R.I.P. Sam The Record Man-Sniderman
The sign outside Sam The Record Man’s flagship store read, “Even The BUS Stops At Sam’s”
5 years ago illegal downloads and iTunes shut down the iconic store on Yonge Street and on Sunday it’s founder, Sam Sniderman passed away at the age of 92. Sam’s passing closes an important chapter in Canadian music history. Although there are still many active bricks and mortar music retailers, nobody did it longer and better than Sam The Record Man-Sniderman.
I grew up in Toronto and spent many a Friday night drifting up and down Yonge Street between A&As, Records On Wheels & The Record Peddler...but I always went to Sams first. It was a dusty old place, the bins were decades old, the walls were lined with autographed black & white photos of Sam & the pop & rock star of the moment...and there were records EVERYWHERE. They simply didn’t have room for all the stock. Sam was a huge supporter of music, especially Canadian music. Sam would dedicate a huge amount of floor space and the front window of the store to new Canadian music. When you stepped into his stores it was in your face and in your ears. Sam’s had a great staff with first hand knowledge of the music in the bins and the release dates of upcoming albums. The iTunes store doesn’t have that kind of personal touch.
In coming days you're going to read a lot about Sam Sniderman and Sam The Record Man in Canadian newspapers and online entertainment sites. You’re going to read a whole lot of nostalgia... trips to Sam’s after concerts, midnight lineups for big new albums but mostly the gigantic Boxing Day sales when dedicated music fans would line up in the wee hours to be the first to get in the doors. I would scope out my Boxing Day picks weeks in advance, with a keen eye on rare imports that I knew would be marked down 25%. On Boxing Day, all the music stores had deals...but if Sam didn’t have the best discount he always had the best and deepest stock.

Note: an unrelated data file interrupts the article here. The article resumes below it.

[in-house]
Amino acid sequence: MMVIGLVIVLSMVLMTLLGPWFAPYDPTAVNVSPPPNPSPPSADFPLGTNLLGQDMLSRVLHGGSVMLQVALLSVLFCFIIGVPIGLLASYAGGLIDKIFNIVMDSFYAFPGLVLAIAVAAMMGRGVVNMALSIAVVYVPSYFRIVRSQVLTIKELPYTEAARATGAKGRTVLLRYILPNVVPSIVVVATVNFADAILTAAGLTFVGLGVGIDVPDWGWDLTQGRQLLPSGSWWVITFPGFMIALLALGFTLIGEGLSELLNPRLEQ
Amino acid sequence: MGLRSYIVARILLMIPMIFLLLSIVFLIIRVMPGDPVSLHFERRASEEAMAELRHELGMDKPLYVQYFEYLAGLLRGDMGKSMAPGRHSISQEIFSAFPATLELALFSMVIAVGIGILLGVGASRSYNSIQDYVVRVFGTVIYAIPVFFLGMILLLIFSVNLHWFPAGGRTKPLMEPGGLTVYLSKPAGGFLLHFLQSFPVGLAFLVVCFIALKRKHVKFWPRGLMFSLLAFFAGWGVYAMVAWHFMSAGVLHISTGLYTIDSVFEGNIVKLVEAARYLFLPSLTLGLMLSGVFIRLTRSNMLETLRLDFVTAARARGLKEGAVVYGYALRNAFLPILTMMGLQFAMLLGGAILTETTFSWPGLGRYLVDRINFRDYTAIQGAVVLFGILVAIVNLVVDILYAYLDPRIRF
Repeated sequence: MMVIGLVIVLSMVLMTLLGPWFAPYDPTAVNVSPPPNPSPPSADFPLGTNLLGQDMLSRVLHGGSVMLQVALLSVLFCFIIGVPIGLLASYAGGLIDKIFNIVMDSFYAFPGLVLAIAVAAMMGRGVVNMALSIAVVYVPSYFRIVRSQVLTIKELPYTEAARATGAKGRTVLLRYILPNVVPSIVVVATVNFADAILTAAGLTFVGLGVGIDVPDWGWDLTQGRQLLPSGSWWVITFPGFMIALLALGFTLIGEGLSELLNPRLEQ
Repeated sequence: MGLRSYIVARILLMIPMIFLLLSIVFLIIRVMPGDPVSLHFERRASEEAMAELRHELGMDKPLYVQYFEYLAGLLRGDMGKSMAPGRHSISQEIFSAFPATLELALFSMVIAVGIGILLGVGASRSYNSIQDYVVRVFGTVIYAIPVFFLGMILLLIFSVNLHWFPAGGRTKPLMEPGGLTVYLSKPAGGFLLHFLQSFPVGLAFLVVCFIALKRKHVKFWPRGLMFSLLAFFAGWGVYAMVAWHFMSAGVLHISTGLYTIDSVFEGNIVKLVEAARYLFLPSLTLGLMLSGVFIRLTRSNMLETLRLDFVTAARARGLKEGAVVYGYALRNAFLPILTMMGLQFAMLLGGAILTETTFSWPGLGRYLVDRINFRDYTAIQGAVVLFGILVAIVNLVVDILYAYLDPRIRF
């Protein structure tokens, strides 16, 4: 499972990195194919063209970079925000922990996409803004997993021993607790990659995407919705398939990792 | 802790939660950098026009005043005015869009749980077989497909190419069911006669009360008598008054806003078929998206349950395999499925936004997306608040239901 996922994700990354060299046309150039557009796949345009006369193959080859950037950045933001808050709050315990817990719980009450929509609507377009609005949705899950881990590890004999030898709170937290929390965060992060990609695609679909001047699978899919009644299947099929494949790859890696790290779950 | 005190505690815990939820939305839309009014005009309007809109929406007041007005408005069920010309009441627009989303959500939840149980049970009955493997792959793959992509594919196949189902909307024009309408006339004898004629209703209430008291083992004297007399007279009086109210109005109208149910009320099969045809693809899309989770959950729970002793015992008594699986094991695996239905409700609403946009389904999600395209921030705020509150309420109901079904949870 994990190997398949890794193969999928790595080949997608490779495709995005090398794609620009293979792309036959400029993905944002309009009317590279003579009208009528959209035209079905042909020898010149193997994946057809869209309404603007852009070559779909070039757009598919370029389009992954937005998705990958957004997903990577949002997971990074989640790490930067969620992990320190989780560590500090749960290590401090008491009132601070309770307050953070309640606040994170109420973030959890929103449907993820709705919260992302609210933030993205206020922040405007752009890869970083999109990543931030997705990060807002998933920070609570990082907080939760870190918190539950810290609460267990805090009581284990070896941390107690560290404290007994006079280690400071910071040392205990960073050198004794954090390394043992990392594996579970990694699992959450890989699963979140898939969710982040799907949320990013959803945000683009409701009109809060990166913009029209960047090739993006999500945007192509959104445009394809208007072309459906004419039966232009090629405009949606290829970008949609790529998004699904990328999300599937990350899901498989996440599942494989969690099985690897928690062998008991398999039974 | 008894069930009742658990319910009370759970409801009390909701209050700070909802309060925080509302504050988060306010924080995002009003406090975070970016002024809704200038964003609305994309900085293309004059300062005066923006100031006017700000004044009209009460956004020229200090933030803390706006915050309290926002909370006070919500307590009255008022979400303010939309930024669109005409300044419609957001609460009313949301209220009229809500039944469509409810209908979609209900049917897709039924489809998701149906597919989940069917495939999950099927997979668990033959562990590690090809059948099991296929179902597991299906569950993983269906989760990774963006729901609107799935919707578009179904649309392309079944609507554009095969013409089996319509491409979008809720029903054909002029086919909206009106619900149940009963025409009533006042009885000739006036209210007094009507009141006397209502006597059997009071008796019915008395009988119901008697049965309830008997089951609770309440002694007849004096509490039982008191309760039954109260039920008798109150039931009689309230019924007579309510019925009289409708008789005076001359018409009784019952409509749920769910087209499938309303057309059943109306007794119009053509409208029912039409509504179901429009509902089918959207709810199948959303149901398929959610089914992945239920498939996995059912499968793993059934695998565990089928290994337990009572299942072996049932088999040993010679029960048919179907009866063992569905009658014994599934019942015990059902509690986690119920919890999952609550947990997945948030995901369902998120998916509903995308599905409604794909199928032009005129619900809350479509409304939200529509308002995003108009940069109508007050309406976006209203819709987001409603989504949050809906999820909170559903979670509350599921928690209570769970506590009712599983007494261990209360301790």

I was not alone in this.
I don’t know if buying music means as much to people anymore. Now, music is ubiquitous. Who doesn't love the almost universal accessibility to music. Inconvenient as may seem, there was something satisfying about making the trip downtown to Sam's and getting that album, peeling back the shrink wrap and playing the music. It seemed essential. It seemed important!
Clicking "buy" in iTunes store on my computer has never been as fulfilling as going to Sam's.